New research conducted by the Univerity of Exeter concludes that global warming will force peatlands to store more carbon as the planet is heating up. However, peat bogs are going to get saturated faster if the temperatures continue to increase.
This phenomenon is known as “negative feedback,” as the climate change triggers some effects that lead to its own slowdown. However, an international team of 70 researchers, headed by the University of Exeter, estimates that peatlands capacity of absorbing enough carbon would diminish in about 100 years.
Peatlands represent a crucial “carbon sink,” and they are now storing more carbon than the whole world’s vegetation. According to the new study, they will store even more in the future but are doomed to decline in this regard if the global warming becomes too massive.
As the most of the peatlands are in Canada and Siberia, and other areas with cold climate, as well, warming temperatures triggered by the climate change in those regions lead peatlands to absorb more plant matter.
Scientists consider that peatlands restoration is of great importance in the perspective of increasing global warming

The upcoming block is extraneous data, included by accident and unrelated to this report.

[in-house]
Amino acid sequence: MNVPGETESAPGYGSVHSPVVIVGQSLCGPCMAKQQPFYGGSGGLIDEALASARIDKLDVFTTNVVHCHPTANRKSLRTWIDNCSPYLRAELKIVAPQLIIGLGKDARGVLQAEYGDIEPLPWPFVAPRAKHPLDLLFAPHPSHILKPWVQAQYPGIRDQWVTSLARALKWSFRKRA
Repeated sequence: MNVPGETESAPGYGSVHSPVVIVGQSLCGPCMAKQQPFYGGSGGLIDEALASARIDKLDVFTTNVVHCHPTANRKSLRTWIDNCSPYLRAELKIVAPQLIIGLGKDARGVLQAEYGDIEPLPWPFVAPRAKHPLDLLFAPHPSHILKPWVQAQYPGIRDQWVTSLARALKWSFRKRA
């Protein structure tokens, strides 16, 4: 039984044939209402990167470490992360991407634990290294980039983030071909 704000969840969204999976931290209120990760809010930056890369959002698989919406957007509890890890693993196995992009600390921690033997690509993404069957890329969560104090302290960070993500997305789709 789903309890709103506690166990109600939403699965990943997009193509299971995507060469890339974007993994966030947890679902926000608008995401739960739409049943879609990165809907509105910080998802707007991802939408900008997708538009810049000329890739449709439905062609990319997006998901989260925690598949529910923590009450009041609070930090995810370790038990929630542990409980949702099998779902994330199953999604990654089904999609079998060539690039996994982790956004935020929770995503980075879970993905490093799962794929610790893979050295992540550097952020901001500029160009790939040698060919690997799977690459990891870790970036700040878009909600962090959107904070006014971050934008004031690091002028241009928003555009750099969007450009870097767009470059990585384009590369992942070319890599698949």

“Plants living in cold-climate peatlands have it tough for most of the year, but rising global temperatures will give them a longer growing season. Decomposition in peatlands will speed up as the climate warms, meaning more carbon and methane released, but the overall effect in these high-latitude regions will be increased storage of carbon,” said Dr. Angela Gallego-Sala from the University of Exeter.
But peatlands are also found in tropical areas, and these won’t follow the same pattern.
“However, as warming continues, tropical peatlands will store less carbon because decomposition will speed up, but higher temperatures in these already warm regions will not boost plant growth,” the researcher added.
To help the peatlands, especially those from the tropics, scientists think that peat bogs should be restored.
“Peatlands restoration efforts, such as rewetting drained and degraded peatlands, can restore the waterlogged conditions needed to prevent the release of peat carbon. These efforts need to be intensified if we are to avoid accelerating peatland CO2 emissions into the future,” said Professor Sue Page from the University of Leicester.